Siege Of Louisbourg
The Siege of Louisbourg was a pivotal battle of the French and Indian War (the North American theater of the Seven Years' War) in 1758 which ended the French colonial era in Atlantic Canada and led directly to the loss of Quebec in 1759 and the remainder of French North America the following year.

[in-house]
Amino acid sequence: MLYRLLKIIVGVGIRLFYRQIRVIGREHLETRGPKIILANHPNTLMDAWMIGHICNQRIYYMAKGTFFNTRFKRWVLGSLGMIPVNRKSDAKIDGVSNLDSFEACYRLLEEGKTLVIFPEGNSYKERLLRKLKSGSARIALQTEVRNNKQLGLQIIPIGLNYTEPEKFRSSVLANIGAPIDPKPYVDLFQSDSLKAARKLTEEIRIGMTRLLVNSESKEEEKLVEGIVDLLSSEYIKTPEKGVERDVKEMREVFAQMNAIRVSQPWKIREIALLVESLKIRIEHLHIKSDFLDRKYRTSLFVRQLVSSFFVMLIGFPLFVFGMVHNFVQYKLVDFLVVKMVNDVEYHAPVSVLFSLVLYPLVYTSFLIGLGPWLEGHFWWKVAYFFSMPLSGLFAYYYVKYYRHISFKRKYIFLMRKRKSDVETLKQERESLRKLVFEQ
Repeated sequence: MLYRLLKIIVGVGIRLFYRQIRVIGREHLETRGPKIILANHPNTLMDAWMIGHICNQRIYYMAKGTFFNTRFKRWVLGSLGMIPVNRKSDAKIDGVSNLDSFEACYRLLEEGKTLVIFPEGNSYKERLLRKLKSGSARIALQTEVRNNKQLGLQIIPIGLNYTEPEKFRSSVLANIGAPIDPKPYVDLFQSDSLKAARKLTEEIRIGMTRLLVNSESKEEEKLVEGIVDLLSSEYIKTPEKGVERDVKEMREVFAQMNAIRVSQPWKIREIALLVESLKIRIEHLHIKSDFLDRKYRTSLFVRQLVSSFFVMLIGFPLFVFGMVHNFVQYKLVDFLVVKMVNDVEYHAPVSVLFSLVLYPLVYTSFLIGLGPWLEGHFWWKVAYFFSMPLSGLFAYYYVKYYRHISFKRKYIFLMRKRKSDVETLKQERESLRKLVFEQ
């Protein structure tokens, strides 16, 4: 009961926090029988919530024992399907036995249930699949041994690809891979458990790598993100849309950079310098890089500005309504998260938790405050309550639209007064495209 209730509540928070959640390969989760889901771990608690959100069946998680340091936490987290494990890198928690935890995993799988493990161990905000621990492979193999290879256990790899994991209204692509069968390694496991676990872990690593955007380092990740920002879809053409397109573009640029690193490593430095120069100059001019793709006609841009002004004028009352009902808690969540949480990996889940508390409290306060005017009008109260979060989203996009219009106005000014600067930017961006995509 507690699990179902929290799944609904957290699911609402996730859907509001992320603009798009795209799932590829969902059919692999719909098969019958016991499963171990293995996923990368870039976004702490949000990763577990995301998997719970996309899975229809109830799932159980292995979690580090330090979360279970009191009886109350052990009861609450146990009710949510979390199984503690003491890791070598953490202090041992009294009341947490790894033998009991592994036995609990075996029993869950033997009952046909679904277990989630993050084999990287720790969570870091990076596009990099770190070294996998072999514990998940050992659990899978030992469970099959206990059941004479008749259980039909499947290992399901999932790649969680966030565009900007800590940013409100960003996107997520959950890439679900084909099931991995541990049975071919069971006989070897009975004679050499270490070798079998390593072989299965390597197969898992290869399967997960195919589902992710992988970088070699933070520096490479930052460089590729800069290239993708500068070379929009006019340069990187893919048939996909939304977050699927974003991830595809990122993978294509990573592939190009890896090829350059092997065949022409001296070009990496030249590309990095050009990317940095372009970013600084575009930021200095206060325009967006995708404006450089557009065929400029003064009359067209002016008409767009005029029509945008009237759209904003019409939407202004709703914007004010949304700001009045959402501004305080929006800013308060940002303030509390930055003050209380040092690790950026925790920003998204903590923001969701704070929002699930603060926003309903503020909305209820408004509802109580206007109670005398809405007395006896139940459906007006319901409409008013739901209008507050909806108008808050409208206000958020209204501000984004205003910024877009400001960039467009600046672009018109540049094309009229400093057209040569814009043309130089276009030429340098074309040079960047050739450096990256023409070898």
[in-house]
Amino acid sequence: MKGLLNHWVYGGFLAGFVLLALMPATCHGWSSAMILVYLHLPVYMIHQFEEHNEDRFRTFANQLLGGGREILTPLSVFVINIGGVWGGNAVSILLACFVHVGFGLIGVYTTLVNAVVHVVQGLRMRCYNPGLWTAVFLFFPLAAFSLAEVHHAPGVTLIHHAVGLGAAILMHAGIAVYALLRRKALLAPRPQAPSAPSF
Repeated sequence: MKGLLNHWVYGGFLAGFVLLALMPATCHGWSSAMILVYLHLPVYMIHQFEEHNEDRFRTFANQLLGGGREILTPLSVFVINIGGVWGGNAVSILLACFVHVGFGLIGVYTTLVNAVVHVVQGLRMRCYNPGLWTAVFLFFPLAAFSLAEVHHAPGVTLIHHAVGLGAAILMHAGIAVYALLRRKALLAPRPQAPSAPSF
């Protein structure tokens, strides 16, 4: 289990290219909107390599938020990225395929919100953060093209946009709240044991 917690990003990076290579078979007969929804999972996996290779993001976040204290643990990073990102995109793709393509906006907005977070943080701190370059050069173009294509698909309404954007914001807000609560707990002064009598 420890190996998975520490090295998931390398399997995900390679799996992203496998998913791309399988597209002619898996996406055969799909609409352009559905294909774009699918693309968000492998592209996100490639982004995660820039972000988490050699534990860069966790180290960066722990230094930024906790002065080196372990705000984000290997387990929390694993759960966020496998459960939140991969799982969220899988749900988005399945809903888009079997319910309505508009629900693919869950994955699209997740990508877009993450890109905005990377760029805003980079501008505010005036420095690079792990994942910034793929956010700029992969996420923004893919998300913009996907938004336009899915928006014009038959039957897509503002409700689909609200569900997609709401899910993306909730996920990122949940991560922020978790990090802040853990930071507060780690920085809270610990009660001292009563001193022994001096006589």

Colonel Monckton, in the only real British success that year, successfully captured Fort Beauséjour in June 1755, cutting the French fortress at Louisbourg off from land-based reinforcements. The victory was tarnished by the decision of Nova Scotia's Governor Charles Lawrence afterwards to order the deportation of the French-speaking Acadian population from the area. Monckton's forces, including companies of Rogers' Rangers, forcibly removed thousands of Acadians, chasing down many who resisted, and sometimes committing atrocities. The Acadian resistance, in concert with native allies, including the Mi'kmaq, was sometimes quite stiff, with ongoing frontier raids. The only clash of any size was the 1757 Battle of Bloody Creek near Annapolis Royal.